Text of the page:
A look at the top shipbuilding and fleet stories of 2019:
Windstar cut its Star Breeze in half at Fincantieri, the first of three ships set to be lengthened in a $250 million initiative at Palermo.
Royal Caribbean Cruises announced that it entered into an agreement with French shipbuilder Chantiers de l’Atlantique to order a sixth Oasis-class ship for delivery in the fall of 2023, according to a press release.
Steel was cut for Carnival Corporation’s first-China built ship, now under construction at Shanghai Waigaoqiao Shipbuilding Co Ltd facility, and due for delivery in the second half of 2023.
Genting Hong Kong and its shipyard group, MV Werften, announced a new Universal Class of cruise ships targeted at customers outside of Genting’s cruise brand portfolio of Dream, Crystal and Star.
MSC Cruises’ first 204,000-ton, 5,400-guest World Class vessel will carry the name MSC Europa, as Chantiers de l’Atlantique cut steel on the newbuild in a ceremony in France. The ship will debut in 2022 and is the first of four in the series to be fueled by LNG. In addition, the MSC and Chantiers de l’Atlantique confirmed innovative fuel cell technology for the newbuild via a new memorandum of understanding.
Norwegian Cruise Line Holdings announced an order for the next generation of ships for Oceania Cruises. The two Allura-Class ships mark the next phase of the line’s OceaniaNEXT initiative and will be designed and built by Fincantieri S.p.A. for delivery in 2022 and 2025, the company announced.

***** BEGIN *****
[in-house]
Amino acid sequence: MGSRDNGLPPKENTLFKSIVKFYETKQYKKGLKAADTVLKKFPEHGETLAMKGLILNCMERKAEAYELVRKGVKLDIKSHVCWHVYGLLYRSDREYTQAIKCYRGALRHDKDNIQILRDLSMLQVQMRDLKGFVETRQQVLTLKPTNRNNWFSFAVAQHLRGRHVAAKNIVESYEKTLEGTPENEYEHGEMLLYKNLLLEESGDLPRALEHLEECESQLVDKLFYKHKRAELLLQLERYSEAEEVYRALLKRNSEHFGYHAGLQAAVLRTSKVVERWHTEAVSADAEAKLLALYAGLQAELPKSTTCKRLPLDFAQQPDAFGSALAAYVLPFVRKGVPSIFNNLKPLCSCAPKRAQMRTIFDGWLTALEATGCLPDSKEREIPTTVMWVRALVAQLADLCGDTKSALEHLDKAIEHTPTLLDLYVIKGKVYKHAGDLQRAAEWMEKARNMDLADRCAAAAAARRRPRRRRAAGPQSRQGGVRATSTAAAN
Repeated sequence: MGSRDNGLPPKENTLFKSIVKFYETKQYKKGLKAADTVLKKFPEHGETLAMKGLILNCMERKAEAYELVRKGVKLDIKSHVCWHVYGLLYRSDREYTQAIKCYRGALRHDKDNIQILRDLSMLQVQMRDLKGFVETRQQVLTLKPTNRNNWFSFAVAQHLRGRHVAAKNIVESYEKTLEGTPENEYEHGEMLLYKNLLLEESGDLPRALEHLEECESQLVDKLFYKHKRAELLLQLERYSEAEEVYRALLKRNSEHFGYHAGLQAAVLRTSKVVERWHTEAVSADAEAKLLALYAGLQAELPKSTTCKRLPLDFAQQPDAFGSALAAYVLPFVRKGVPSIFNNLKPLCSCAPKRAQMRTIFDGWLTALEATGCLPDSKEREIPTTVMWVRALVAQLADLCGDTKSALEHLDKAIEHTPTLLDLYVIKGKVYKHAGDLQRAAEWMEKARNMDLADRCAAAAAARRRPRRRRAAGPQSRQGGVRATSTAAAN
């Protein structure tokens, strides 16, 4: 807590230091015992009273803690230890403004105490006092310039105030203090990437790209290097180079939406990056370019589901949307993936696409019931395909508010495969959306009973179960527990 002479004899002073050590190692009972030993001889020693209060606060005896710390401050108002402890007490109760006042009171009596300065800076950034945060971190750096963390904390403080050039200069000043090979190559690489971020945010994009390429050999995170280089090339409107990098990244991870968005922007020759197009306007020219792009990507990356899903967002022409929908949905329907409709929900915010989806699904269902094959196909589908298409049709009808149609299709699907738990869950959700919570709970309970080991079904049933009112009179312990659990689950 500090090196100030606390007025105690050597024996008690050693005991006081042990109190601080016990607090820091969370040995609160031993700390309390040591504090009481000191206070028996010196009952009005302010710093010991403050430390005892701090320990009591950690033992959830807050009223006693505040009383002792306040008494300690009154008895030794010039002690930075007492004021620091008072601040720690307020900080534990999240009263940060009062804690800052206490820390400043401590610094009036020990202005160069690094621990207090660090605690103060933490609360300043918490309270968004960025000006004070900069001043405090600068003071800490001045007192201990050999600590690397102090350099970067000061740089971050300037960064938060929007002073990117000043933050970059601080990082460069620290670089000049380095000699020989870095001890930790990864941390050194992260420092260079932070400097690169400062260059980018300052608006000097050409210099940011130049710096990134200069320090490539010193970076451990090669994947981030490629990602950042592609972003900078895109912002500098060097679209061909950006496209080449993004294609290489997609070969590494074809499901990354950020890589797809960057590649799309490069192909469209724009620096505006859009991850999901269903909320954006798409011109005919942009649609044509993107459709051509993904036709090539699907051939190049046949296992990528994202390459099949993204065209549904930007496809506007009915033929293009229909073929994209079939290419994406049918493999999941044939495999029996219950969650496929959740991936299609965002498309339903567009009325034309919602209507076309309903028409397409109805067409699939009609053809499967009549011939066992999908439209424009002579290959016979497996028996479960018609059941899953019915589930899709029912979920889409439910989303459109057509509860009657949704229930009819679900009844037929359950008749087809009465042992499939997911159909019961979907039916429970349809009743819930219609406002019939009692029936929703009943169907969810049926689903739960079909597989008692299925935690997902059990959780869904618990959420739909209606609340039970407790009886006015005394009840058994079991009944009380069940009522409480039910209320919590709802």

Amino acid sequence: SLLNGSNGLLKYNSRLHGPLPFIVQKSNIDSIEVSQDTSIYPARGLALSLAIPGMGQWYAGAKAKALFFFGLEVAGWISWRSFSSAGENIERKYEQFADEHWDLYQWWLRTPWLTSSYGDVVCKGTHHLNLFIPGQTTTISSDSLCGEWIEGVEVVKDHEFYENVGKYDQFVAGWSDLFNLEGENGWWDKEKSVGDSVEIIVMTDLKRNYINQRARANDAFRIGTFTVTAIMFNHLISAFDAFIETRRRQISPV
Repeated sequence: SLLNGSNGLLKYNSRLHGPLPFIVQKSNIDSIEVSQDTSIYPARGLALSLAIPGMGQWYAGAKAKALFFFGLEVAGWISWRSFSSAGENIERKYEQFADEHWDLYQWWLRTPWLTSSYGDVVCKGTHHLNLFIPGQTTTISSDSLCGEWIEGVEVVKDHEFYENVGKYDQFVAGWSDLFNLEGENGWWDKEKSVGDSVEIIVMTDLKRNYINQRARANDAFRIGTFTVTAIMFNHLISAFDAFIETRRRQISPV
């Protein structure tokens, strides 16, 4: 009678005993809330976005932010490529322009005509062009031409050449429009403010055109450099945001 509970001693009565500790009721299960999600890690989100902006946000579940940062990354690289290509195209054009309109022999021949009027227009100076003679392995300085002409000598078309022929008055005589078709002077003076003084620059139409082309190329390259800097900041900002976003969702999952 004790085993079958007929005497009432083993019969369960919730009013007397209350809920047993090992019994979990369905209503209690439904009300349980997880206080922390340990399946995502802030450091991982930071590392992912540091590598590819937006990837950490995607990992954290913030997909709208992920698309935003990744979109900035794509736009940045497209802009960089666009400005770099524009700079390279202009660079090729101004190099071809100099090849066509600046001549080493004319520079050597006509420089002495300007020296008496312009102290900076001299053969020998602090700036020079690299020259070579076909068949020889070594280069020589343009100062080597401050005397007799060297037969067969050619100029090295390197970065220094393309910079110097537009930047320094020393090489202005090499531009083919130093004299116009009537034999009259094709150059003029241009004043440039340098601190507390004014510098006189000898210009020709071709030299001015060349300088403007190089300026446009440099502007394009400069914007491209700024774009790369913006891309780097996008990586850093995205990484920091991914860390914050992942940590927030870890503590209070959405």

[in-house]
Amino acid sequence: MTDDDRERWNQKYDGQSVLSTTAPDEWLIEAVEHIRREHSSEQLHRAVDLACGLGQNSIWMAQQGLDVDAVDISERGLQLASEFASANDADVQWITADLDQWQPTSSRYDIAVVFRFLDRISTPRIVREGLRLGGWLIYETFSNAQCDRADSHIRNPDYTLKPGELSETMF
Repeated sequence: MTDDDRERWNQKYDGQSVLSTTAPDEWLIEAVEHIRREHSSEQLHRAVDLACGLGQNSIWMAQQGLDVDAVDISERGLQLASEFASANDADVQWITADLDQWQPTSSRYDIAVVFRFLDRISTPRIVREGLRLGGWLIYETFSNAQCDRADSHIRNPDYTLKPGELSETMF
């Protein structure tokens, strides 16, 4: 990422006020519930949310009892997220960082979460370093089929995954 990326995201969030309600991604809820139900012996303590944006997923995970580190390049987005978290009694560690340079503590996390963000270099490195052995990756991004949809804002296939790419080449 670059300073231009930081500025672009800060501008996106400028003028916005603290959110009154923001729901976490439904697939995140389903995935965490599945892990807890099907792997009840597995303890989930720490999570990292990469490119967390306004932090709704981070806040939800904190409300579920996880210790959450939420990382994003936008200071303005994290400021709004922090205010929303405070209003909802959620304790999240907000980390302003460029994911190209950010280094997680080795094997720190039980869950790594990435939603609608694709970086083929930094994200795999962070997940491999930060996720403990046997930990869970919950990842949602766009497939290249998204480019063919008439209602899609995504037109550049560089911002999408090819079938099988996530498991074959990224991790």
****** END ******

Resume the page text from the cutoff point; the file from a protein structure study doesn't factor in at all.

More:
The Grandeur of the Seas will move from Royal Caribbean International to the Pullmantur brand in early 2021. The 1996-built ship will increase Pullmantur’s capacity by 1,950 berths, representing a 32.5 percent increase for the Spanish brand, according to Cruise Industry News data. Royal Caribbean is a stakeholder in Pullmantur.
Cruise & Maritime Voyages purchased the Pacific Dawn and Pacific Aria from Carnival Corporation. A sales price for the 1994-built Pacific Aria, with capacity for 1,258 guests, and the 1991-built Pacific Dawn, with capacity for 2,020 guests, was not announced. The ships will join the Pacific Eden, the Aria’s sister, at CMV, along with other ex-Carnival Corp. vessels the Columbus and the Magellan.
Working to reduce capacity growth in Southern Europe, five ships will leave the Costa Cruises fleet by May 2021, according to Arnold Donald, CEO of Carnival Corporation, speaking on the company’s third quarter earnings call on Thursday, Sept. 26.
The MSC Magnifica will be stretched by 23 meters, adding 215 new cabins ahead of her 2021 summer season from Southampton. The stretch project is valued at $140 million, according to company officials; the 215 new rooms will include 92 balcony cabins.